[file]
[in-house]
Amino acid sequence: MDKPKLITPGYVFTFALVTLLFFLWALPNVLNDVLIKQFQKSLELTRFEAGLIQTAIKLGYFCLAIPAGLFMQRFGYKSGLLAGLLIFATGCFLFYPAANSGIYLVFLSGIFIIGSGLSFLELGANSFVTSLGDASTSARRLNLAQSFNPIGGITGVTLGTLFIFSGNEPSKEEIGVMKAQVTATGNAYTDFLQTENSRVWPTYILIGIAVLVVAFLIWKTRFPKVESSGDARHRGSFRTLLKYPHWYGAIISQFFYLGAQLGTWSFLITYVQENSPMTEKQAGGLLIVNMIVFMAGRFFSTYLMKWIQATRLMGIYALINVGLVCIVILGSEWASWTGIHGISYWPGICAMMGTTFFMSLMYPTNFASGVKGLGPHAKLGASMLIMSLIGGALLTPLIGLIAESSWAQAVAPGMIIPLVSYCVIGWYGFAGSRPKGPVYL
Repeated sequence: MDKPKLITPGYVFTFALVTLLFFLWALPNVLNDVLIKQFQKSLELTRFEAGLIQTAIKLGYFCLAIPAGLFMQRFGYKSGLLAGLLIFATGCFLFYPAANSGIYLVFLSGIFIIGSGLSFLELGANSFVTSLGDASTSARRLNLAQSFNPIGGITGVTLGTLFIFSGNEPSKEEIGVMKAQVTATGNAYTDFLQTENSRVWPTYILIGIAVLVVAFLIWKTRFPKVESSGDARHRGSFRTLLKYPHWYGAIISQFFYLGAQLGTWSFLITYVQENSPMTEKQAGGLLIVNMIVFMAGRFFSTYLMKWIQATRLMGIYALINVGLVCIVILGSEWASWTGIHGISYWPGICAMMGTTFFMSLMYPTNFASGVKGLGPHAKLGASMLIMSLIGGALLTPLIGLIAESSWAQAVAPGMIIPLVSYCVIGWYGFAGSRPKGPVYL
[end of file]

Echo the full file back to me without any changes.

[in-house]
Amino acid sequence: MDKPKLITPGYVFTFALVTLLFFLWALPNVLNDVLIKQFQKSLELTRFEAGLIQTAIKLGYFCLAIPAGLFMQRFGYKSGLLAGLLIFATGCFLFYPAANSGIYLVFLSGIFIIGSGLSFLELGANSFVTSLGDASTSARRLNLAQSFNPIGGITGVTLGTLFIFSGNEPSKEEIGVMKAQVTATGNAYTDFLQTENSRVWPTYILIGIAVLVVAFLIWKTRFPKVESSGDARHRGSFRTLLKYPHWYGAIISQFFYLGAQLGTWSFLITYVQENSPMTEKQAGGLLIVNMIVFMAGRFFSTYLMKWIQATRLMGIYALINVGLVCIVILGSEWASWTGIHGISYWPGICAMMGTTFFMSLMYPTNFASGVKGLGPHAKLGASMLIMSLIGGALLTPLIGLIAESSWAQAVAPGMIIPLVSYCVIGWYGFAGSRPKGPVYL
Repeated sequence: MDKPKLITPGYVFTFALVTLLFFLWALPNVLNDVLIKQFQKSLELTRFEAGLIQTAIKLGYFCLAIPAGLFMQRFGYKSGLLAGLLIFATGCFLFYPAANSGIYLVFLSGIFIIGSGLSFLELGANSFVTSLGDASTSARRLNLAQSFNPIGGITGVTLGTLFIFSGNEPSKEEIGVMKAQVTATGNAYTDFLQTENSRVWPTYILIGIAVLVVAFLIWKTRFPKVESSGDARHRGSFRTLLKYPHWYGAIISQFFYLGAQLGTWSFLITYVQENSPMTEKQAGGLLIVNMIVFMAGRFFSTYLMKWIQATRLMGIYALINVGLVCIVILGSEWASWTGIHGISYWPGICAMMGTTFFMSLMYPTNFASGVKGLGPHAKLGASMLIMSLIGGALLTPLIGLIAESSWAQAVAPGMIIPLVSYCVIGWYGFAGSRPKGPVYL